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Lindiwe Monyae, managing executive of corporate benefits at Liberty. Picture: Supplied
Lindiwe Monyae, managing executive of corporate benefits at Liberty. Picture: Supplied

What’s your one top tip for doing a deal?

Listen to what is being said, ask questions, don’t assume anything.

What was your first job?

I joined the Standard Bank retail graduate programme, as it was called at the time. Before that I worked as a tutor at Wits University. I received a stipend of R3,500 every quarter, which I found to be the most valuable money ever. I used it to purchase second-hand clothing for myself.

How much was your first pay cheque, and how did you spend it?

It was R8,500 from the graduate programme and I already knew how to make a budget by then.

What is the one thing you wish somebody had told you when you were starting out? 

I was fortunate to receive this advice early on: save, save, save.

If you could fix only one thing in South Africa, what would it be?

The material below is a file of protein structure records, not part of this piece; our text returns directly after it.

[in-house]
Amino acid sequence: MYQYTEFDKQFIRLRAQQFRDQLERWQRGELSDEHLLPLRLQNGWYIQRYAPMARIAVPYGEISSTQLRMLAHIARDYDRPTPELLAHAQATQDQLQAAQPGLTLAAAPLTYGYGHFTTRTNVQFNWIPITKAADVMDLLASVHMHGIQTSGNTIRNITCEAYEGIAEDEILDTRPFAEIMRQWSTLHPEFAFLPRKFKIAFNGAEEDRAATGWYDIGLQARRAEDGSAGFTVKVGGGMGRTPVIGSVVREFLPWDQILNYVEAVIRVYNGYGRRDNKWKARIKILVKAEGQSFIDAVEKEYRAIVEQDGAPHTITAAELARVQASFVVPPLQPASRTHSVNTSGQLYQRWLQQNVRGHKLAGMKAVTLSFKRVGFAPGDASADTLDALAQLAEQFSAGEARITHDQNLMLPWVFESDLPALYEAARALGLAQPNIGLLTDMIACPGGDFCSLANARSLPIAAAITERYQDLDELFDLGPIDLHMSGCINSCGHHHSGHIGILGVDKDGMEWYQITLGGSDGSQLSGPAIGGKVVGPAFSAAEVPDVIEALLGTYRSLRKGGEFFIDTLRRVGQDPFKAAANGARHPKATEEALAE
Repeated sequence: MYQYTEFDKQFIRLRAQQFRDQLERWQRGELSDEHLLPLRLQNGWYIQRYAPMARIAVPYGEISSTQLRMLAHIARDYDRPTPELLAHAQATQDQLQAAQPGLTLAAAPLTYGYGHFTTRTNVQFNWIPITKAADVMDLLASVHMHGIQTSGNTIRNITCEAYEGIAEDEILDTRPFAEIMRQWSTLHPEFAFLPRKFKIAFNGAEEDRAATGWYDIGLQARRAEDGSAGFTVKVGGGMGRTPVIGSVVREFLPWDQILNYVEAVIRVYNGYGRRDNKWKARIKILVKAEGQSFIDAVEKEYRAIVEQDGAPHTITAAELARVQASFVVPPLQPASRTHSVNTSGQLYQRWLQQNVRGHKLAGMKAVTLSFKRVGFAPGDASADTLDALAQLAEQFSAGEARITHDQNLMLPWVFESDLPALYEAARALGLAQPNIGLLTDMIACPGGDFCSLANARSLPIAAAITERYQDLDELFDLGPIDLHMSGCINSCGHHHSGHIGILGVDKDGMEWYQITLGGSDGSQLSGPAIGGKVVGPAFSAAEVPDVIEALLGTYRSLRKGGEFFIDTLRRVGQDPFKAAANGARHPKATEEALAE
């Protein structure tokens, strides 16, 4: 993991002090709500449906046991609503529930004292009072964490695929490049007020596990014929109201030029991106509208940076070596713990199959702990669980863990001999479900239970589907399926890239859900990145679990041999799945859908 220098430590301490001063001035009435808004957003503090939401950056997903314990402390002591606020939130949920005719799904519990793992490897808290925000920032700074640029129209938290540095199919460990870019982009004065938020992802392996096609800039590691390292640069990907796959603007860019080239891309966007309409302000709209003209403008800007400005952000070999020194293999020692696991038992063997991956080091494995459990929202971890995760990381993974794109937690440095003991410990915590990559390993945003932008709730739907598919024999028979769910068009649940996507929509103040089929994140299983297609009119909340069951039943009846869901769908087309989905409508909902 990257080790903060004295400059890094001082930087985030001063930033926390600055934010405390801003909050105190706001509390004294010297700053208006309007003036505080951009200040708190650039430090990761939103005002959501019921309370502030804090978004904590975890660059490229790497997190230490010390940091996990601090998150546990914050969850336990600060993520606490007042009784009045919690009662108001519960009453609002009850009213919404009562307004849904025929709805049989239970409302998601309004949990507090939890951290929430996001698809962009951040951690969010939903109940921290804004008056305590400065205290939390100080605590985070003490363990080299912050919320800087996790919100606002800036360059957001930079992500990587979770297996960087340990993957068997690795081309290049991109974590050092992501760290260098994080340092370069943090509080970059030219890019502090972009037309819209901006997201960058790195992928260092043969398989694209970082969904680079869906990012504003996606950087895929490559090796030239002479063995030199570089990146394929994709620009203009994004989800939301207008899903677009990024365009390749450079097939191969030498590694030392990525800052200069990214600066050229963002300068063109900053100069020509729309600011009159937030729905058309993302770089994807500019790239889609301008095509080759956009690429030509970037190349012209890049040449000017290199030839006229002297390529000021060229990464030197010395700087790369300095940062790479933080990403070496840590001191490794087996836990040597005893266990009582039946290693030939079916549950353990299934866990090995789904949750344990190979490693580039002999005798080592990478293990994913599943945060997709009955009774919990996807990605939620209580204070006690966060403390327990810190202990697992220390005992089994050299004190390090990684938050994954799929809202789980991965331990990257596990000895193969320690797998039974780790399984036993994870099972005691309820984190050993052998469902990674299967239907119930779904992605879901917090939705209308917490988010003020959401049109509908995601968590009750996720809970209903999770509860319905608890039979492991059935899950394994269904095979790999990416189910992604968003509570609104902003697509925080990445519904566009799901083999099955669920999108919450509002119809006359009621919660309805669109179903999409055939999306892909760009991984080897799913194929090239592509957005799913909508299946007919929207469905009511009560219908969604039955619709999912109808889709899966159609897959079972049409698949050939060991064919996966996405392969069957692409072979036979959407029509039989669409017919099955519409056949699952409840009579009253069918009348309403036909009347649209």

Ensuring that girls have access to education and providing support to help pregnant girls return to school.

What’s the most interesting thing about you that people don’t know?

I’m actually quite shy and prefer being in the background rather than in the spotlight.

What’s the worst investment mistake you’ve made?

Not speaking to my adviser when I was signing a work offer. Understanding that your employee benefits are a long-term investment in yourself.

What’s the best investment you’ve ever made? And how much of it was due to luck?

Buying a house at 24. It wasn’t through luck but rather on my dad’s insistence.

What’s the best book you’ve read recently and why did you like it?

Diary of a CEO by Steven Bartlett. It’s a simple, easy read, with maybe even obvious learnings, but it could change your thinking and life if you let it.

What is the hardest life lesson you’ve learnt so far?

Sometimes you just need to let things go. Controlling things is an illusion.

What phrase or bit of jargon irks you most?

4IR (the fourth industrial revolution). Everything is clustered into this very broad term and people get lost about what it means.

What is something you would go back and tell your younger self that would impress them?

Life is not so serious; there is clean fun, and there is always time to have fun. Don’t lose the child in you.

If you were President Cyril Ramaphosa, what would you change, or do, tomorrow?

Increase the academic criteria for being a teacher, increase teachers’ salaries and introduce a teacher development curriculum that is world-class across all schools, public and private.

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